For over seventy years, Quincy Jones (b. 1933) has enjoyed one of the most acclaimed careers in music. The producer behind Michael Jackson’s wildly successful Thriller and We Are the World, Jones had previously worked as an arranger for Duke Ellington, Frank Sinatra, Ray Charles, Lionel Hampton, and others. Jones also continued to perform as a trumpeter (he was part of Elvis’ band during several TV appearances), which led to opportunities for world tours during the 1950s. While in France, he began to exert greater influence in European distribution of American records and took on higher and higher management positions with the Mercury label. At the same time, he sought out instruction with both Olivier Messiaen and Nadia Boulanger. In 1965 he composed and arranged the complete score for a noir-thriller, Mirage, featuring Gregory Peck and Diane Baker. The main theme’s original treatment offers a soft, bossa nova allure in deference to the musical style then sweeping the globe. In today’s world premiere arrangement, Zachary Wadsworth tries to retain the theme’s varied qualities. “I have always loved Quincy Jones’ score for Mirage,” Wadsworth writes. “Its main theme is particularly dynamic, first crashing out of the gates with dramatic fortissimo attacks, then becoming briefly mysterious, and finally melting into an elegant big-band swing. I’ve aimed to preserve these dramatic changes of mood even in this arrangement for small ensemble.”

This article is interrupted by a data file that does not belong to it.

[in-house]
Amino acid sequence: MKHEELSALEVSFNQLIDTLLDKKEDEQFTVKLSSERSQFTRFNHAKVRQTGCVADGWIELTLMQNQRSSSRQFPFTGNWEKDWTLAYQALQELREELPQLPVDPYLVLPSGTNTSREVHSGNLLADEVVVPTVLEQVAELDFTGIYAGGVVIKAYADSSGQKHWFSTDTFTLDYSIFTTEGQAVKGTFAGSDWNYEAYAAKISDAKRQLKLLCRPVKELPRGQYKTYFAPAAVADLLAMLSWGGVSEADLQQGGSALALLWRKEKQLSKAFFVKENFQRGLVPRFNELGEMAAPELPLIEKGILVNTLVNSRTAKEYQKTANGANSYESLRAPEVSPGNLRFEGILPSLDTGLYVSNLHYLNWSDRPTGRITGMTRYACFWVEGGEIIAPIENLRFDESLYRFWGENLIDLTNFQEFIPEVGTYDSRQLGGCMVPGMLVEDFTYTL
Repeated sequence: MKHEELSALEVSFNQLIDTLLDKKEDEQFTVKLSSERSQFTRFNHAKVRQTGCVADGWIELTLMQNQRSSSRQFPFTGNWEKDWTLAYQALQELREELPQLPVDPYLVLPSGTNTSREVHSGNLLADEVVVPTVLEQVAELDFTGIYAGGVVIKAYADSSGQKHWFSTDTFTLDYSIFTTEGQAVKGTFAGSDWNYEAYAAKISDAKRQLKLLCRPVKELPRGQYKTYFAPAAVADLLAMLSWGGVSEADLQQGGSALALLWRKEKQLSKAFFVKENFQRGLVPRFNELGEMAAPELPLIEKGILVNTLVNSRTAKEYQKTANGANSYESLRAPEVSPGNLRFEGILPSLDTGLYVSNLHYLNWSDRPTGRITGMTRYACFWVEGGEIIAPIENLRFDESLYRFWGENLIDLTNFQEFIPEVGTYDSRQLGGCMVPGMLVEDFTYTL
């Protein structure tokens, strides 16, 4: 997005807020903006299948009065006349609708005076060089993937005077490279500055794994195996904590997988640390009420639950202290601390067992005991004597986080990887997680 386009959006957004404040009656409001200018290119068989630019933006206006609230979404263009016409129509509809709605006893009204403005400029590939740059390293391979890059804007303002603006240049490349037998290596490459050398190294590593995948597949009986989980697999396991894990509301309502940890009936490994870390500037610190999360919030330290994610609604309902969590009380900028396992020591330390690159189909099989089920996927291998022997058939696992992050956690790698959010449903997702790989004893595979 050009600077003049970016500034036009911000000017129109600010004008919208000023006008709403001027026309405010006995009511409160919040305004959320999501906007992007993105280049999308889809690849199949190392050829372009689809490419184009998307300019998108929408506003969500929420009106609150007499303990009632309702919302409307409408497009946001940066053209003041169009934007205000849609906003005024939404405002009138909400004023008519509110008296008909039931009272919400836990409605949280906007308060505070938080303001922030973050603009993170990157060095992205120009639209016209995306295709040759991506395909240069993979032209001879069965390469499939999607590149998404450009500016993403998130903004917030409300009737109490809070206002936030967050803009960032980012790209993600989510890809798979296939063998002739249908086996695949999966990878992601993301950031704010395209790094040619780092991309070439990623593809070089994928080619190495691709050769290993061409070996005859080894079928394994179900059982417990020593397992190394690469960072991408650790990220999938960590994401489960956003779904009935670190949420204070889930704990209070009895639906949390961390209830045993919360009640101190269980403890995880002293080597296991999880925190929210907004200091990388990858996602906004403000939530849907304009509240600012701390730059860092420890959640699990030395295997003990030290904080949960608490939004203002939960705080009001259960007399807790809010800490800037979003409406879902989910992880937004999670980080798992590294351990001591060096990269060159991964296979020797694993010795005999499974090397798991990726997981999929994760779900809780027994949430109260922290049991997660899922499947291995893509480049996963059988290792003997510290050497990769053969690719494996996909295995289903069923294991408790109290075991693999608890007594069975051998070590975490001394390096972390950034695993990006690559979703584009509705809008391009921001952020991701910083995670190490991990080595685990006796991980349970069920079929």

A threnody is defined as a “wailing ode” or “lament”. The term originates in ancient Greek culture. Numerous threnodies have been written in more recent music history, but few are given that particular designation; Krystof Penderecki’s Threnody to the Victims of Hiroshima may come to mind, or perhaps the two threnodies in Liszt’s Années de Pelerinage. Aaron Copland (1900-1990) chose the title, bringing along its antique and dolorous allure, for two musical memorials. The first of these is a brief work for flute and string trio dedicated to Igor Stravinsky, written a few months after the passing of the legendary Russian composer. Copland and Stravinsky had been friends for many years. They had known each other through Boulanger, who promoted Stravinsky’s work in Europe and who taught Copland in the early 1920s. Copland’s Threnody I was originally part of a larger project sponsored by Boosey and Hawkes, Stravinsky’s longtime publisher, which was soliciting tributes from sixteen living masters. Threnody I employs simple canonic imitation in the strings, above which a free solo melody in the flute wends its way. The opening in low strings provides a dark timbre, and the choice of instruments (particularly flute) connects both to the ancient Greek genre referenced in the title as well as examples of Stravinsky’s own neoclassical ethos, for which the 1947 ballet Orpheus provides a ready touchstone.